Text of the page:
Increasing Drug Safety By Detecting Anomalies in Clinical Data Using Machine Learning
This Omdena AI Challenge is to build an online service to detect anomalies in clinical data. This helps democratize clinical data anomaly detection and make devices and drugs safer, more effective, and accessible for patients and physicians. The challenge partner Flaskdata is an Israeli tech startup that specializes in helping life sciences companies complete their Phase 2 and Phase 3 clinical trials
The world of real-world clinical data is exploding. The variety, volume, and velocity of this type of data are growing exponentially. Our clinical data is being generated all the time, by multiple sources at varying times. The result is an endless body of data, unsynchronized in place, time, and doctor visits. According to Flaskdata, this brings up the following questions:
Can we rely on this data to make decisions? Can we quantify the risk? Is there a more relevant question for a $1.5 Trillion/year life science industry and a world where over a million people have died from SARS-COV-2 and FDA is tightening guidance on safety follow-up for vaccine development? Where a major global pharma discovered that 20% of the subjects in their Corona vaccine trial were mis-dosed, just before FDA submission?
Regulatory agencies, the global life science industry, and the big tech players all understand the immense value of our real-world clinical data. Amazon, Google, Apple, and Microsoft are intensely engaged in healthcare data processing and delivery.
Can we rely on tech companies to use our clinical data for decisions that affect our lives without independent validation?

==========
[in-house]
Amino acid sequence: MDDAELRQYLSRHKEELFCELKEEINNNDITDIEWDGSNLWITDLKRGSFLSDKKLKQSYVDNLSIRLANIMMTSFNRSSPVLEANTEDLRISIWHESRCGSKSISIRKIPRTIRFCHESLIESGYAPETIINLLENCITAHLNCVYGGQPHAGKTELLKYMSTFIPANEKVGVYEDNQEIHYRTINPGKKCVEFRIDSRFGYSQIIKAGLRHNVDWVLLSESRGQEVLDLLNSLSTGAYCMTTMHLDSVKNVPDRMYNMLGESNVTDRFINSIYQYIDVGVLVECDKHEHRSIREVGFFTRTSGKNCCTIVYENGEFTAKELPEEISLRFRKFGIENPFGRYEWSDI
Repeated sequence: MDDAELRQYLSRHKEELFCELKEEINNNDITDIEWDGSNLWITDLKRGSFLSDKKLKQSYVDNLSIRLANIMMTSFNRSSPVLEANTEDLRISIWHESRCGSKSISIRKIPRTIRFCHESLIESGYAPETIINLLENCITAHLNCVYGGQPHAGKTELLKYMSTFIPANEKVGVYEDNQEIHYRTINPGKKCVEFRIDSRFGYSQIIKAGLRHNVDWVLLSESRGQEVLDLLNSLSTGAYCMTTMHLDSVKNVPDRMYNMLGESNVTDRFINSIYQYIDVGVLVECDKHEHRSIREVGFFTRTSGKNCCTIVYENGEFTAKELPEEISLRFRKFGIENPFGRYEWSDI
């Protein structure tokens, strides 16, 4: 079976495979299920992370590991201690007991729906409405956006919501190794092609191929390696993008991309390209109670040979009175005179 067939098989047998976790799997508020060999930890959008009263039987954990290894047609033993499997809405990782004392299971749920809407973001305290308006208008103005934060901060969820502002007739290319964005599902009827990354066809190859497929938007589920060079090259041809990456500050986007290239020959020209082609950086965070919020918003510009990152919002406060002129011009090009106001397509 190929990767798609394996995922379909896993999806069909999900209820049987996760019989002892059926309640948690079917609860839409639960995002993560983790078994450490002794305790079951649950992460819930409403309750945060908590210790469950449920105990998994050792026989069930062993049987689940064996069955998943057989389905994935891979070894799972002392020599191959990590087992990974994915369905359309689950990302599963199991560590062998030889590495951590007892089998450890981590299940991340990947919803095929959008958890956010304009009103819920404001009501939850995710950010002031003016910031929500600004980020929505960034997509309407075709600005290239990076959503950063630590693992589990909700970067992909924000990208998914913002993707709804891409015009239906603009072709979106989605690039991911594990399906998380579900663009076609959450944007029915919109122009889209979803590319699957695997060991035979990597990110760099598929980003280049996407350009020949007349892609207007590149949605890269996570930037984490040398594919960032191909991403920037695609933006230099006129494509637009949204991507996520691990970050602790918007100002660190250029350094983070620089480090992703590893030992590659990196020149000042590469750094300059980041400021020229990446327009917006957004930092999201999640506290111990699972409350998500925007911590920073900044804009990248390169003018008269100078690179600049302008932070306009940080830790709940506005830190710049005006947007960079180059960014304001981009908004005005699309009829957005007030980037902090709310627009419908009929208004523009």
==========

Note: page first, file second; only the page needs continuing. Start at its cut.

The team built an API to detect anomalies in structured clinical data (not free text or images) for two use cases: clinical trials and connected devices.
The algorithm(s) behind the API should readily work on high-dimensional data, be model-free, and scale well.
Use case 1: Clinical trial data
Data from clinical trials are timestamped and typically has a large number of dimensions (300 to over 3000) when compared with textbook use cases of anomaly detection in online commerce or factory process control. Data is often sparse in the dimensions because of missing data or data model items that are not relevant for every patient.
There are a number of unique challenges with clinical data vs. textbook problems:
Physiological data is not necessarily a stationary process
Humans (patients and investigators) do unexpected things
Each combination of therapeutic and medical indication is unique unlike the textbook anomaly detection (AD) cases of revenue/machine anomalies.
At the beginning of a clinical trial, there is no training set
Small data sets (average 350 patients Phase 1-4, 50,000 large Phase 3)
Issues of bias
Use AD to assess the reliability of the data, the efficacy of the therapeutic, and monitor patient safety.
we used an ensemble approach to combine the detection of outliers in multidimensional data points, time-series drifts, and spikes as well as therapeutic-user-specified rules. For example, in psychiatric studies, some patients may report suicidal tendencies using the QIDS form using a mobile app. This is an example of a therapeutic-user-specified rule.
Use case 2: Connected devices
Time-series data from connected wearable devices, watches, connected medical devices. Connected wearables may be standalone devices used by consumers or devices used in clinical trials to monitor efficacy, compliance, and patient safety.
Very large data sets, a small number of parameters
Current work on fall and stress detection does not address the full potential for clinical data AD with devices.
Use AD to assess the reliability of the data.
Use AD to assess the suitability of patients to participate in a clinical trial (so-called ‘pre-screening’)
Use AD to monitor the clinical trial participants for adverse events/safety issues (for example consistently rising or dropping blood pressure may be indicators of a developing serious adverse event to the patient.
The project outcomes
A RESTful API service for automated detection of anomalies in clinical data. This will help democratize clinical data anomaly detection and make devices and drugs safer, more effective, and accessible for patients and physicians.